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How to limit log file size to keep 10 days log information?

    問題

  • How to limit the log file size to keep only log information of 10 days?

    Or else, is there any way to limit the size to 10%?

    In the latter case, does it automatically truncate old log and keep filling the new?

    2012年3月3日 上午 08:44

解答

  • Hello,

    There is a good deal of different things happening here. First, you'll want to take log backups and keep those. Logs backups can only be applied if their sequence is unbroken and the restore must start with a full backup. If you want to be able to restore to a point in time you must keep all log backups since the last full backup was taken, otherwise it's worthless. If you only need to keep 10 days worth, you'll have to come up witha  recovery strategy to make sure you can recover to any point in those 10 days if that's what your requirements are.

    What you are asking also depends on your recovery model of the database in question. Simple recovery model will truncate if possible on checkpoint commands (which happen every so often or can be manually run, we're not going to get into that here). Bulk logged and full recovery model allow for transaction log backups which will also truncate if possible when a BACKUP LOG command is given. Therefor to do what you want you must either be in full or bulk logged recovery for that database.

    You can set a hard limit to the size of the log, but once that is reached any insert/delete/update/alter statements will fail and let you know your log is full. you can do this by an alter file statement for the log or gui based by using ssms to open up the properties of that database and choosing the files pane.

    I'm not going to go over the internals of the log file again, you can read a great post about it here: http://technet.microsoft.com/en-us/magazine/2009.02.logging.aspx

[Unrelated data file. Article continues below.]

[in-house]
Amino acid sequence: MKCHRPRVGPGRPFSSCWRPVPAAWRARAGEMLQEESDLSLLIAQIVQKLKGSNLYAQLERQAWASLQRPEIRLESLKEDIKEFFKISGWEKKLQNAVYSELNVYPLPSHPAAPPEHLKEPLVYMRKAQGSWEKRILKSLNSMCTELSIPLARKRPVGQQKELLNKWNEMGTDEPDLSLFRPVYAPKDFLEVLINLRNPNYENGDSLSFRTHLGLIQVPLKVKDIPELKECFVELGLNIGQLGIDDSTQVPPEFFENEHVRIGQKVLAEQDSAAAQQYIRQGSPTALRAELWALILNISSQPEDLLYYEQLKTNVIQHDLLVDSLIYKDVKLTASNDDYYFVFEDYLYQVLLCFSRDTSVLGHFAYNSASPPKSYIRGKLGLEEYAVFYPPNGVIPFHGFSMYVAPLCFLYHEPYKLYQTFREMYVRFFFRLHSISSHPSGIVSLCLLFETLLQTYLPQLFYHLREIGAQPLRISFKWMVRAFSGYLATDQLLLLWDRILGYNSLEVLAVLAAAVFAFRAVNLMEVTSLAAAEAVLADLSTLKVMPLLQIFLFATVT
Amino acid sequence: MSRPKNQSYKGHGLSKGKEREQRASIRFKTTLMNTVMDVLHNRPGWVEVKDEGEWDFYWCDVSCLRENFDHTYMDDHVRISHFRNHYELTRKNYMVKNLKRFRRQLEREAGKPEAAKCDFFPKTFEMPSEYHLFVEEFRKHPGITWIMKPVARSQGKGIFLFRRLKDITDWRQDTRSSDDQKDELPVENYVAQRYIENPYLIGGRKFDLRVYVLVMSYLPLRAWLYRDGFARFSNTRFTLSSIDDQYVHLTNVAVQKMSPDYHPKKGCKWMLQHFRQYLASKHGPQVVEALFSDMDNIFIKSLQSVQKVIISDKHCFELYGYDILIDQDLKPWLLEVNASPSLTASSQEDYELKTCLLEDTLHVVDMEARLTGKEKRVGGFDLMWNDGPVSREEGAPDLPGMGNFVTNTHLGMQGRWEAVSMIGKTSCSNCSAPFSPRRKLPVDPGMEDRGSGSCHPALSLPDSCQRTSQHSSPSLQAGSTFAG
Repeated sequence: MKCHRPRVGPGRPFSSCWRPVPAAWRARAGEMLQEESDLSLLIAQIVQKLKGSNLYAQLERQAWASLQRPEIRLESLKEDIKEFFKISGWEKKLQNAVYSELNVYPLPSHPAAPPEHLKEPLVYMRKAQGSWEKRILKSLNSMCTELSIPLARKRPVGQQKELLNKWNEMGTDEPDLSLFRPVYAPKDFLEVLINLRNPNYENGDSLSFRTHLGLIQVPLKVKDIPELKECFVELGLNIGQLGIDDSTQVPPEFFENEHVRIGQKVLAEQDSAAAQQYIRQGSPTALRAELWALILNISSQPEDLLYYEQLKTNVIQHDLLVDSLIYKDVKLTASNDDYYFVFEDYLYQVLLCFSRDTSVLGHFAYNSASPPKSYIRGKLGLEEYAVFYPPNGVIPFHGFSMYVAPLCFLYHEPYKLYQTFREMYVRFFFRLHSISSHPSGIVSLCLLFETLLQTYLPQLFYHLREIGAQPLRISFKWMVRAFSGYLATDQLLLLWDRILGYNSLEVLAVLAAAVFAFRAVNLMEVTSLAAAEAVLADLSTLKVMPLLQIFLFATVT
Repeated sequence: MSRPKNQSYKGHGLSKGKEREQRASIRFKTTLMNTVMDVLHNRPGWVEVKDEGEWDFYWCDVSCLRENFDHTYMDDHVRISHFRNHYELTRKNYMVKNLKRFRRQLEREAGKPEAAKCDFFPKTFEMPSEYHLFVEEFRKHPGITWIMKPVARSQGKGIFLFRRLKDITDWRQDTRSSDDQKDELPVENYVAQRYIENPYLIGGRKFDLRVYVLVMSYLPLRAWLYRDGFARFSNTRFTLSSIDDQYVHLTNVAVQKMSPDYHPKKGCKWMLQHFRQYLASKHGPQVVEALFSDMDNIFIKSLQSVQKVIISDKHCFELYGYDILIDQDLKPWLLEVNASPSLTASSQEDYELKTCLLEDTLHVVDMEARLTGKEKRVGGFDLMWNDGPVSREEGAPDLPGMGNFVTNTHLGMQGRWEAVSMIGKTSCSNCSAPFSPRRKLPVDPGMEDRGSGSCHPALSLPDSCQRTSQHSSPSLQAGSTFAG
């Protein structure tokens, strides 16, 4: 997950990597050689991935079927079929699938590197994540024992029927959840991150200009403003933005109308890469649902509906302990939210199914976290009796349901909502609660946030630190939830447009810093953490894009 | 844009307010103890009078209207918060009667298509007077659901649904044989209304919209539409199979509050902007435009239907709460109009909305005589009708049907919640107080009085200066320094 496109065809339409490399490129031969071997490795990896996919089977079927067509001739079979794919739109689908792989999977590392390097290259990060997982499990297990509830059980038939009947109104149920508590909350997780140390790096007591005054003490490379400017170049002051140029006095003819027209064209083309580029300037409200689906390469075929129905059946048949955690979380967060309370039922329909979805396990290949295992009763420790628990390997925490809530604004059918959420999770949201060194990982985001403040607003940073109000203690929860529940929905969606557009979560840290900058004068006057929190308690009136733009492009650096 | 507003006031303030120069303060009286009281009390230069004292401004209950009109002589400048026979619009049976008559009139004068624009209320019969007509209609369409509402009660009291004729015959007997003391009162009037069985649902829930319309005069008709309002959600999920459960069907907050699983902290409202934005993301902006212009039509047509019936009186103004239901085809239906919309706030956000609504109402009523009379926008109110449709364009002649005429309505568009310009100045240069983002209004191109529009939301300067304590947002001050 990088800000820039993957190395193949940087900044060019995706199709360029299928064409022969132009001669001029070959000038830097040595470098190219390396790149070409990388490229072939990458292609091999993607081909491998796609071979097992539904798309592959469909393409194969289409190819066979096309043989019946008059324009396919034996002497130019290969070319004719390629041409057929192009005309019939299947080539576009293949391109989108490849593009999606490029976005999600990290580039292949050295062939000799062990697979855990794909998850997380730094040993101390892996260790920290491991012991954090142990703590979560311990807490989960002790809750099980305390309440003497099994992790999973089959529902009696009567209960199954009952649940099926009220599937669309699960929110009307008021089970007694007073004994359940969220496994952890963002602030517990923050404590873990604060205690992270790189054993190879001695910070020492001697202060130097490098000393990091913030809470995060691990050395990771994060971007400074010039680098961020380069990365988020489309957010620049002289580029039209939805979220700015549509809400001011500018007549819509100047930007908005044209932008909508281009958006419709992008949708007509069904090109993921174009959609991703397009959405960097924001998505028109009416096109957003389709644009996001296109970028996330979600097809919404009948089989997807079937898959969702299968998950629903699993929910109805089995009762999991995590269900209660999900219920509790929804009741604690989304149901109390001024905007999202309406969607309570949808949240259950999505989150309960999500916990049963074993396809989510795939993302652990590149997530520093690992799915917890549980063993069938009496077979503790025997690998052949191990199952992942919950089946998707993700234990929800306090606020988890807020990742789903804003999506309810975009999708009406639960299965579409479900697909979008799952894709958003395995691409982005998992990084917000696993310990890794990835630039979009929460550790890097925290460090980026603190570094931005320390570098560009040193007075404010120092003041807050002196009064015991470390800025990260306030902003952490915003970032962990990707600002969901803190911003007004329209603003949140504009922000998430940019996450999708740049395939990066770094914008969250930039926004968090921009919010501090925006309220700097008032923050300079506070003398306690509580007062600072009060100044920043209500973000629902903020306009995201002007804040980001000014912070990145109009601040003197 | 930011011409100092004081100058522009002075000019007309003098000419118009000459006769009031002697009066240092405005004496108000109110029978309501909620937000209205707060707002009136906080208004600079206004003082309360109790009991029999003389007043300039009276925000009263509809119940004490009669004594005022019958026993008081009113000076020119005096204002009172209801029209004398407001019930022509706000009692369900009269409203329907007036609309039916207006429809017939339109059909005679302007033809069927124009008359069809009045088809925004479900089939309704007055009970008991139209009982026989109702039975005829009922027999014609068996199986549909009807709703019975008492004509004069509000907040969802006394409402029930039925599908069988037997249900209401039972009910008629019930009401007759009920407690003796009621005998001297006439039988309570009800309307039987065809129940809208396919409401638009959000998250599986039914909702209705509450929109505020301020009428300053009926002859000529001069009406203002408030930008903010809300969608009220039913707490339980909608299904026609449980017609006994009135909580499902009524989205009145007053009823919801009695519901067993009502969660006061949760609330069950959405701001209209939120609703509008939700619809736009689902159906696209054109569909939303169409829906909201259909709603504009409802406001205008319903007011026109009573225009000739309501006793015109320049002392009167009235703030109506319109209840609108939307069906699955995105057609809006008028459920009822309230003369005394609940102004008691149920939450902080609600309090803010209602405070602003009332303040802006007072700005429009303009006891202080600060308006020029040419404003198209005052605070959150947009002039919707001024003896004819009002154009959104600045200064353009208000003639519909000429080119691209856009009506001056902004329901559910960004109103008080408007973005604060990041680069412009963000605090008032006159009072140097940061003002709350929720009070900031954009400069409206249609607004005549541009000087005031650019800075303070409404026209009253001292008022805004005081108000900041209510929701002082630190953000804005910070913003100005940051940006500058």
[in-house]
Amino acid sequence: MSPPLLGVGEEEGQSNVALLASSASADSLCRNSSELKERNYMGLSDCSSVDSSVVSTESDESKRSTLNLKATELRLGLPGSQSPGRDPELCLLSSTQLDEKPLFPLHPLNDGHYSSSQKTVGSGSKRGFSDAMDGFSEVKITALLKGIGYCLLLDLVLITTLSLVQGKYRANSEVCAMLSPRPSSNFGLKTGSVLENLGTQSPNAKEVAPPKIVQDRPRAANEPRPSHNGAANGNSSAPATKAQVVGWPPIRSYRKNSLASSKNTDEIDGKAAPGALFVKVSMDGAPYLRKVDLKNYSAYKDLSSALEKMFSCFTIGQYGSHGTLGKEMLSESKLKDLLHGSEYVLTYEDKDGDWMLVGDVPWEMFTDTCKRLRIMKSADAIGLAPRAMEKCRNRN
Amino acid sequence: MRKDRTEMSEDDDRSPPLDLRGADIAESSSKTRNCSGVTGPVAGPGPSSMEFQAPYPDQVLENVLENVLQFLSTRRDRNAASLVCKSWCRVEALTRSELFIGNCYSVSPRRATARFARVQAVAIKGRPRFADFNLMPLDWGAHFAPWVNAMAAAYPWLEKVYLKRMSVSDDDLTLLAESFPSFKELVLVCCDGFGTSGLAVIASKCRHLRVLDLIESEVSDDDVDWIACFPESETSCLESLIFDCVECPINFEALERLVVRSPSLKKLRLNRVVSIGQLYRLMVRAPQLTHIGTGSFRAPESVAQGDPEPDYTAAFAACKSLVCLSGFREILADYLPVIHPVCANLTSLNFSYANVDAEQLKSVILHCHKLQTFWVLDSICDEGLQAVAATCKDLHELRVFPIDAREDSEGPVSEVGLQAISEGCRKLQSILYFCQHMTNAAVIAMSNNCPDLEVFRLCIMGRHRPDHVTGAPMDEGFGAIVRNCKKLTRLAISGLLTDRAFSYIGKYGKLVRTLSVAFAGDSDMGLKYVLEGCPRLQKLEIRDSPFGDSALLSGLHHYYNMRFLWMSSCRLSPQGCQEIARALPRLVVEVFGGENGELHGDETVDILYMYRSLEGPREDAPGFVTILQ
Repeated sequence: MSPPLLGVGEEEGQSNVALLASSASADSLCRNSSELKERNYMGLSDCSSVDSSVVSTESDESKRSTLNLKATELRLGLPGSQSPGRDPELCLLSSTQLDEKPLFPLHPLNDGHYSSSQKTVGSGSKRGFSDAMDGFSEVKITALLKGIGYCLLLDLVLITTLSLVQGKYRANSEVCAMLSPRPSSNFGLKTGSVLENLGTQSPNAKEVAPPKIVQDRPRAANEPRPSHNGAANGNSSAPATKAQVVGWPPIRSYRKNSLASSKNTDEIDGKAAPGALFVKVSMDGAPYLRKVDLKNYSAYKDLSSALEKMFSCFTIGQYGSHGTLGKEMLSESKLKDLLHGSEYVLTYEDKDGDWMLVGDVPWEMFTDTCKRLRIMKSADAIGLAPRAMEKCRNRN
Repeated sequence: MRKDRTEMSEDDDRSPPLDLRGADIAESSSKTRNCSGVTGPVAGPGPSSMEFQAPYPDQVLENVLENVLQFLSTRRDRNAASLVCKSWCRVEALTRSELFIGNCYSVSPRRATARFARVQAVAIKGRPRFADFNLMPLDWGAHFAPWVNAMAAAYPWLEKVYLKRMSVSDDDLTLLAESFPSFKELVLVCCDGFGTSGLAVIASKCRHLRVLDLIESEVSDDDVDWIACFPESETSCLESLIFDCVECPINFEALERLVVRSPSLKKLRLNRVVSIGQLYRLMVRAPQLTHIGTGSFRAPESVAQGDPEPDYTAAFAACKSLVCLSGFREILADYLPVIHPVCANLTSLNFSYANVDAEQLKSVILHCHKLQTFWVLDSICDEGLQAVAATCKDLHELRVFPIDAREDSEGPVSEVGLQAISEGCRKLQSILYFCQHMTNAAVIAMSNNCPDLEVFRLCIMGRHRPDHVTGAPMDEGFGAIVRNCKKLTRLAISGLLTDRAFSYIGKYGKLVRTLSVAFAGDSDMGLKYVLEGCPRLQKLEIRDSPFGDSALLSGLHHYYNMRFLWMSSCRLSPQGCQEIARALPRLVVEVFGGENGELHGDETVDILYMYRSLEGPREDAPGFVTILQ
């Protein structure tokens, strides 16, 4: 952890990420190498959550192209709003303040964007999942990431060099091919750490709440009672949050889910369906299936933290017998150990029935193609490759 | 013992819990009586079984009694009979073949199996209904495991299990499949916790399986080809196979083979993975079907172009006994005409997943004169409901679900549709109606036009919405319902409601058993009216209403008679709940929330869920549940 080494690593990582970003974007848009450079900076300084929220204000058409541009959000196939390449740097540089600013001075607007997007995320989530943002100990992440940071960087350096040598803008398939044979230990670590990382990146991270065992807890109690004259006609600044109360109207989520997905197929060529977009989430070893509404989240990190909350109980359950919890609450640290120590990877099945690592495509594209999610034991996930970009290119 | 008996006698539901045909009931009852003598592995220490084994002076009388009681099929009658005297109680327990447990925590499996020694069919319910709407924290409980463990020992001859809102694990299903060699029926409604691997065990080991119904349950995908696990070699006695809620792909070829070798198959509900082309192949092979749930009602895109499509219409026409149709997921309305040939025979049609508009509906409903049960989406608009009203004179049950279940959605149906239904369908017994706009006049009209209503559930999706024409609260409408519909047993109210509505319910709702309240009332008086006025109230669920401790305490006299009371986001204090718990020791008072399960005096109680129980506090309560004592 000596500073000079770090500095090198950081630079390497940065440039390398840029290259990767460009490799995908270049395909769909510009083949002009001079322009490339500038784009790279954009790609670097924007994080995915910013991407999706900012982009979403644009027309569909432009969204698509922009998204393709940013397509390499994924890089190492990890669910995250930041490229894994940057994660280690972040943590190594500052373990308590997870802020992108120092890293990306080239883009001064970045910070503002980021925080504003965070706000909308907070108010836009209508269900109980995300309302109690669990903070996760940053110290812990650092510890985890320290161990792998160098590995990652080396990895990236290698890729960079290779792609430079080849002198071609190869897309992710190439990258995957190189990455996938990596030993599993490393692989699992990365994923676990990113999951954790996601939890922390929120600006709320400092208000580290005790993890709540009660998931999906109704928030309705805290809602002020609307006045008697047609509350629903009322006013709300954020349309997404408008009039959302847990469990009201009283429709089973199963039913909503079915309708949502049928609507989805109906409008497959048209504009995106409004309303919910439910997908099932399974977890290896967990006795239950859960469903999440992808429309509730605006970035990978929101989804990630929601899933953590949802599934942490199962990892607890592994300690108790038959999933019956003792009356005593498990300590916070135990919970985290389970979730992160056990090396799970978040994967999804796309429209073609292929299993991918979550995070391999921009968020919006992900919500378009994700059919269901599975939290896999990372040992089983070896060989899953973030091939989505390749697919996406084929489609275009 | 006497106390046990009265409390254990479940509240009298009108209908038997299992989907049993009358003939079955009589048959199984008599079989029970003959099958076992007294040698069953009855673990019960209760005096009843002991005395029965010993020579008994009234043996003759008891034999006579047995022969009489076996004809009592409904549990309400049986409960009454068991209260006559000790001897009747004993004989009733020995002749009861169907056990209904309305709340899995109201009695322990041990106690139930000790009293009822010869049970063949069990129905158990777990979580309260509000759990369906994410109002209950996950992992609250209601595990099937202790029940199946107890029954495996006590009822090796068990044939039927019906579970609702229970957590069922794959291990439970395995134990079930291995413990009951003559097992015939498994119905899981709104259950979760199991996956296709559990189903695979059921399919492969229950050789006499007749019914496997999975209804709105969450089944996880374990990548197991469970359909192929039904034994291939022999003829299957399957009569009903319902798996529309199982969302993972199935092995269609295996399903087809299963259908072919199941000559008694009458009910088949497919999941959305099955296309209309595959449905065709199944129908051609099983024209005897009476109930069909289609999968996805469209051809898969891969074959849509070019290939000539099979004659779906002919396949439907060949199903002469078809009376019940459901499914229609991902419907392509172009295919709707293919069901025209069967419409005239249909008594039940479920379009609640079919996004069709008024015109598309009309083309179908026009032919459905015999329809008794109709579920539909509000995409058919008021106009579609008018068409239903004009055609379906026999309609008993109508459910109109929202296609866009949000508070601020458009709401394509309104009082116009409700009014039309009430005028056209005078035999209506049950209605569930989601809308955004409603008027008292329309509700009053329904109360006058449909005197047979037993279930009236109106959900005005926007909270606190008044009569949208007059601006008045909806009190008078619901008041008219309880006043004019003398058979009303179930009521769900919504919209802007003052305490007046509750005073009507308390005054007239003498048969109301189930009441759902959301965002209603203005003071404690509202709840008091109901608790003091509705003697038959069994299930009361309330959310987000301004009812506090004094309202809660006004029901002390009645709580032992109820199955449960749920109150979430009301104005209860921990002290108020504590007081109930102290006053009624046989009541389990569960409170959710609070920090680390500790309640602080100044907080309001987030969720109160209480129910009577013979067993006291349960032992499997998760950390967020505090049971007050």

-Sean

    2012年3月3日 下午 02:45

所有回覆

  • Hello,

    There is a good deal of different things happening here. First, you'll want to take log backups and keep those. Logs backups can only be applied if their sequence is unbroken and the restore must start with a full backup. If you want to be able to restore to a point in time you must keep all log backups since the last full backup was taken, otherwise it's worthless. If you only need to keep 10 days worth, you'll have to come up witha  recovery strategy to make sure you can recover to any point in those 10 days if that's what your requirements are.

    What you are asking also depends on your recovery model of the database in question. Simple recovery model will truncate if possible on checkpoint commands (which happen every so often or can be manually run, we're not going to get into that here). Bulk logged and full recovery model allow for transaction log backups which will also truncate if possible when a BACKUP LOG command is given. Therefor to do what you want you must either be in full or bulk logged recovery for that database.

    You can set a hard limit to the size of the log, but once that is reached any insert/delete/update/alter statements will fail and let you know your log is full. you can do this by an alter file statement for the log or gui based by using ssms to open up the properties of that database and choosing the files pane.

    I'm not going to go over the internals of the log file again, you can read a great post about it here: http://technet.microsoft.com/en-us/magazine/2009.02.logging.aspx

    -Sean

    2012年3月3日 下午 02:45
  • Which log are yoiu talking about?
    SQL Server Error Log?
    SQL Agent Error Log?
    Database Transaction Log?

    There are system sp's called sp_cycle_errorlog and sp_cycle_agent_errorlog which will create a new errorlog on demand. You could create a job to run this daily and then change the configuration to keep 10 days worth of data.

    Not sure why you would want to keep 10 days worth of data in a transaction log, that wouldn't lead to great recovery times. If you wanted to keep the transaction log to just 10% full, then you could create an alert based upon the size of the log, once it hits a certain value then it can be set to trigger a job, which is this case would be a log backup.

    10% could prove to be very small though.


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    Richard Douglas
    My Blog: Http://SQL.RichardDouglas.co.uk
    Twitter: @SQLRich

    2012年3月5日 上午 11:14